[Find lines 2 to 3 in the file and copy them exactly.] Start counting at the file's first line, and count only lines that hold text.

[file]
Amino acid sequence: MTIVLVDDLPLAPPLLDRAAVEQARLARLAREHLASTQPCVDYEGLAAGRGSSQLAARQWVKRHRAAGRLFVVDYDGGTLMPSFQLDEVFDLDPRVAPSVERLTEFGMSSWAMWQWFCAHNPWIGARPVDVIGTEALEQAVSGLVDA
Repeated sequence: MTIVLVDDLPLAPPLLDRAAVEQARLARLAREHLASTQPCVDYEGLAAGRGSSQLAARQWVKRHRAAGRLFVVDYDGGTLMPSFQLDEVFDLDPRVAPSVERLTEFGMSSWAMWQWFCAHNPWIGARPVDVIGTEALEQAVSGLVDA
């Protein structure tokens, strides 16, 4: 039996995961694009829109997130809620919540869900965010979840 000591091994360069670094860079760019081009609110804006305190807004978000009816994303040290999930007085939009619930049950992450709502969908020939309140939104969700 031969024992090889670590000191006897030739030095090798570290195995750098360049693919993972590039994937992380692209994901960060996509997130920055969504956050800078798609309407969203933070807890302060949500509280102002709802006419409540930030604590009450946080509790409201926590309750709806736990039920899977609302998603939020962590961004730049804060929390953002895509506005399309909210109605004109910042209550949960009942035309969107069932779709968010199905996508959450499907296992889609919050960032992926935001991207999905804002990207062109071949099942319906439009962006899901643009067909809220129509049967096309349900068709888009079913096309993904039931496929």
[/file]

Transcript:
Repeated sequence: MTIVLVDDLPLAPPLLDRAAVEQARLARLAREHLASTQPCVDYEGLAAGRGSSQLAARQWVKRHRAAGRLFVVDYDGGTLMPSFQLDEVFDLDPRVAPSVERLTEFGMSSWAMWQWFCAHNPWIGARPVDVIGTEALEQAVSGLVDA
């Protein structure tokens, strides 16, 4: 039996995961694009829109997130809620919540869900965010979840 000591091994360069670094860079760019081009609110804006305190807004978000009816994303040290999930007085939009619930049950992450709502969908020939309140939104969700 031969024992090889670590000191006897030739030095090798570290195995750098360049693919993972590039994937992380692209994901960060996509997130920055969504956050800078798609309407969203933070807890302060949500509280102002709802006419409540930030604590009450946080509790409201926590309750709806736990039920899977609302998603939020962590961004730049804060929390953002895509506005399309909210109605004109910042209550949960009942035309969107069932779709968010199905996508959450499907296992889609919050960032992926935001991207999905804002990207062109071949099942319906439009962006899901643009067909809220129509049967096309349900068709888009079913096309993904039931496929």